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May 17, 2022 3:03 pm
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What American Jewish Organizations Need — and Value — Today

avatar by Mark Silberman

Opinion

Ohel Menachem Riverdale Jewish Youth Library Lubavitch, where glass windows were smashed in New York on April 25, 2021. Photo by Lev Radin/Sipa USA

It began with a simple question: what would Jewish nonprofits do with more money? As chairman of the Jewish Future Pledge, I was curious. So, we asked some of our partner organizations what it would look like if more money was truly set aside for our collective Jewish future?

The question was simple. The answers were not.

The organizations we queried were diverse in mission and approach. Yet, three themes consistently stood out.

Security

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No Jew in 2022 should fear embracing their identity. As antisemitism returns to the mainstream around the world, so too does the Jewish community’s need to invest in security at synagogues, community centers, and institutions.

The organizations that we spoke with repeated this sentiment.

For example, the Jewish fraternity Alpha Epsilon Pi (AEPi) said that with additional funding, it would expand the presence of Jewish organizations at universities, combat campus antisemitism, and provide a place on campus where Jewish students can feel comfortable being Jewish. Similarly, Jewish National Fund-USA’s JNFuture initiative could provide Israel-advocacy training to every young Jewish professional in America.

Other groups expressed similar alarm at the rise of antisemitism and the growing cost of security, particularly in the wake of the tragic Colleyville, Texas hostage standoff in January 2022, and other recent acts of deadly violence against Jews. Many indicated that they would use extra funds to invest in efforts to help Jews live without fear of prejudice or violence.

Scholarships 

From summer camp to Hebrew school, opportunities for immersion in Jewish culture and tradition are endless—and expensive.

Many Jewish families are struggling to access the funds necessary to allow their children to participate in youth programming like the B’nai Brith Youth Organization or NFTY, the Reform Jewish Youth Movement. There’s no question that philanthropic funds can make Jewish life more affordable and more connected.

When asked about hard numbers, the TOP Jewish Foundation — which manages $66 million in assets from the communities of Tampa, Orlando, and Pinellas, Florida — pointed to a few ways that increased access to funds could invigorate local Jewish communities. TOP said that with an additional $50,000, it could offer Jewish summer camp scholarships to 50 local children, making this staple of Jewish childhood accessible to more South Florida families.

The Birmingham Jewish Foundation noted that charity funding could make Jewish life more accessible to Jews of all ages. They noted that summer camps — seen by many in the Jewish community as a highlight of their youth and a reinforcement of their faith — as one major recipient of funding.

The Foundation also said that additional dollars could help Jewish communities grow by providing essential pre-professional training, like summer internships and young adult programming. Philanthropic funds could help make these aspirations a reality — not just at the Birmingham Jewish Foundation, but for Jews all around the world.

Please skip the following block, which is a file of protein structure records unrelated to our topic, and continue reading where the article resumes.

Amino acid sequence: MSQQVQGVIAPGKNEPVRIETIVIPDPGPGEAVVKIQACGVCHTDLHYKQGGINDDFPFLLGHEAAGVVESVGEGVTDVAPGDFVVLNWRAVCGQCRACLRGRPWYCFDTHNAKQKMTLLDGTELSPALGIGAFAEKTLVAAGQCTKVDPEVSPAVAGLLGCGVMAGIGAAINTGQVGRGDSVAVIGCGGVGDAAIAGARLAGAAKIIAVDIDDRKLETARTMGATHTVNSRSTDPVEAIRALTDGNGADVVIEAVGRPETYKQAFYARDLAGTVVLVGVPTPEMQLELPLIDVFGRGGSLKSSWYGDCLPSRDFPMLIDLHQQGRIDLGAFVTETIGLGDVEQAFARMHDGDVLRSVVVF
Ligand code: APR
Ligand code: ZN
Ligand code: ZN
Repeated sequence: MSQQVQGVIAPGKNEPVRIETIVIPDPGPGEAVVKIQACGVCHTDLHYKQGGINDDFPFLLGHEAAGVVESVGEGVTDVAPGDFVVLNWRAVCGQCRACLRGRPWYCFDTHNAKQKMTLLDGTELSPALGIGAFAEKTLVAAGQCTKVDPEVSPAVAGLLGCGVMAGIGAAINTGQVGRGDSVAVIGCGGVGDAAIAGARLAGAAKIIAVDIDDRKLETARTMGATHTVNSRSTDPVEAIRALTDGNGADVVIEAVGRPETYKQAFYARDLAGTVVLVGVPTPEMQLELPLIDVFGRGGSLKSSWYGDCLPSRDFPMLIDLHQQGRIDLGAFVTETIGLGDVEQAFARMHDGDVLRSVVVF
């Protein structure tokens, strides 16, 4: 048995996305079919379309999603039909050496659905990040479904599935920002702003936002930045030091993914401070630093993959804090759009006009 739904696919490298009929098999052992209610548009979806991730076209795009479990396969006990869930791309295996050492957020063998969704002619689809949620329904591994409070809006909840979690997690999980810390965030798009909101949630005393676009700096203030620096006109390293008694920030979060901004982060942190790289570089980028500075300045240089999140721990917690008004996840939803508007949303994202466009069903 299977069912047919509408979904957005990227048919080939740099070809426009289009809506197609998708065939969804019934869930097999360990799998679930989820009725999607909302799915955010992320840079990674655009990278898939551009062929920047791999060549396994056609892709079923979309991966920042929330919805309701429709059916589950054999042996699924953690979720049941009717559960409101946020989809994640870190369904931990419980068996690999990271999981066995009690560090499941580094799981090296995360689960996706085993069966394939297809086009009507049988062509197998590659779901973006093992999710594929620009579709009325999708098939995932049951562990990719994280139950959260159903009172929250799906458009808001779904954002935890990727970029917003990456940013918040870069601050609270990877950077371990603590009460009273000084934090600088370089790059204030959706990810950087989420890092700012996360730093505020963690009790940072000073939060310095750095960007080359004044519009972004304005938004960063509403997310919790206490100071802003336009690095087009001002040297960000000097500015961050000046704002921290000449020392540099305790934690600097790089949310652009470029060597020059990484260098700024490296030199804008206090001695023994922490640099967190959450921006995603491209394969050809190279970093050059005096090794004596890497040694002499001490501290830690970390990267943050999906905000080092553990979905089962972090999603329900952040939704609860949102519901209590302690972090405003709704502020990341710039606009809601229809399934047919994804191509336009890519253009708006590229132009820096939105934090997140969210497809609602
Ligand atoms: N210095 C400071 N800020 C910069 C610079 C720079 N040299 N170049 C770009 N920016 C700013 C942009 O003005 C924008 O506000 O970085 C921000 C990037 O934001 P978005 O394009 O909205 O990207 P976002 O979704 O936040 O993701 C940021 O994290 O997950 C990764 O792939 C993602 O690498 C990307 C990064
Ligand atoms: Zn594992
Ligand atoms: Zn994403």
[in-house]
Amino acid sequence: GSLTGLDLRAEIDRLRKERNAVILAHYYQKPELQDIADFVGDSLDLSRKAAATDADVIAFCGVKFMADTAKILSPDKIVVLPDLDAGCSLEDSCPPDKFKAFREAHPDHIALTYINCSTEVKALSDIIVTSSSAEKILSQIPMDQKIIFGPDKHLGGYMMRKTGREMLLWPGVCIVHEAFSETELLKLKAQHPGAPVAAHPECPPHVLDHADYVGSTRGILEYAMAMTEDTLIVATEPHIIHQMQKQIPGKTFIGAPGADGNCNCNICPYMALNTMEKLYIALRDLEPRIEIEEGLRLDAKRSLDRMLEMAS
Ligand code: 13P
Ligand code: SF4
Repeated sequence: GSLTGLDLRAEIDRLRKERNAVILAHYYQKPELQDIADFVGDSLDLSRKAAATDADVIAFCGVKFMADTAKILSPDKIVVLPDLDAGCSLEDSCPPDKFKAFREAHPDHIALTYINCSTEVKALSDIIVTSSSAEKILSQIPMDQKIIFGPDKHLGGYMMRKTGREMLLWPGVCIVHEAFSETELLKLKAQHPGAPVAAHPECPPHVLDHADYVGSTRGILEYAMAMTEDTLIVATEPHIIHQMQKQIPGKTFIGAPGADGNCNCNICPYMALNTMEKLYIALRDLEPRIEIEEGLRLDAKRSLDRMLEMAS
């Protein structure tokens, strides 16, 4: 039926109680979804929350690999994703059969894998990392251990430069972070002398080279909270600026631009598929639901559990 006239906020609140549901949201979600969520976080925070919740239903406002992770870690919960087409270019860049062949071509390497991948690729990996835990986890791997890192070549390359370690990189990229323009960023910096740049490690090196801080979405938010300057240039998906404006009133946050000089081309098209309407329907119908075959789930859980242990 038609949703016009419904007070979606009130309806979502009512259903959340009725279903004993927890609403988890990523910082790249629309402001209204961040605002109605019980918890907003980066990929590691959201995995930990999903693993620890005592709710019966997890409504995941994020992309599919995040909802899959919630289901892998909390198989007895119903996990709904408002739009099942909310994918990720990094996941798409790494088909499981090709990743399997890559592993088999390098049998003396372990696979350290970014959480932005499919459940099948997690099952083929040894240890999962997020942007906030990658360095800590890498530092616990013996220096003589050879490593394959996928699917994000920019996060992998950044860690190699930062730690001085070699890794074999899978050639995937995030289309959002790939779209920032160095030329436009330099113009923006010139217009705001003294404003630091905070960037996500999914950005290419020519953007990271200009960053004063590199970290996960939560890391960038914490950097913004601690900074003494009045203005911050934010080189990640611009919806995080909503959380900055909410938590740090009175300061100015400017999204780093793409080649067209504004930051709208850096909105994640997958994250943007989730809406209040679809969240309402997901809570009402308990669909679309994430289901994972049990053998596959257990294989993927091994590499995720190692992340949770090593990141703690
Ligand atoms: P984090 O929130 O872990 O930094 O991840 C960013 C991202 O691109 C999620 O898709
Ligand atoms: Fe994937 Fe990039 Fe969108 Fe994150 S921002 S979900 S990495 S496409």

Opening Israel to All

Visiting the home of Jewish culture is a transformative experience for Jews, no matter their age. Yet, North American teens and adults who fall outside the age range covered through Birthright Israel often find the prospect of affordably traveling to Israel unattainable — unless the funds exist elsewhere.

For example, TOP said that with additional funding, it could bring roughly 50 individuals outside of the Birthright age range on a trip to Israel for the first time.

In addition, the Jewish National Fund (JNF) said that extra funding would allow them to bring more Jews to Israel through their various programs, ultimately strengthening bonds between the Diaspora and Israel through lifelong connections.

The Birmingham Jewish Foundation highlighted the “uncomfortable position of choosing between community building here or helping out our mishpacha (family) in Israel.” It also cited its yearning to be able to help families with expensive life cycle events, like burials — or, on a more hopeful note, helping couples have children by contributing to their IVF costs.

Hearing the ideas and themes was inspiring. Knowing that an organization has a clear purpose in mind for my donation, makes me want to give. I’m thrilled that, through the Jewish Future Pledge — a worldwide movement working to ensure that money is set aside for future Jewish generations — I’ve earmarked charitable dollars from my estate to help these causes, and I hope that in reading this, others feel the same.

If we all come together, we can create a brighter Jewish future — our organizations are ready for it!

Mark Silberman is a partner and co-owner of Refrigiwear, the world’s leader in cold weather industrial work clothing and accessories. He is the Chairman of the Jewish Future Pledge and serves on the board of Hillel’s of GA, the Atlanta Jewish Film Festival, and the Alliance Theatre.

The opinions presented by Algemeiner bloggers are solely theirs and do not represent those of The Algemeiner, its publishers or editors. If you would like to share your views with a blog post on The Algemeiner, please be in touch through our Contact page.

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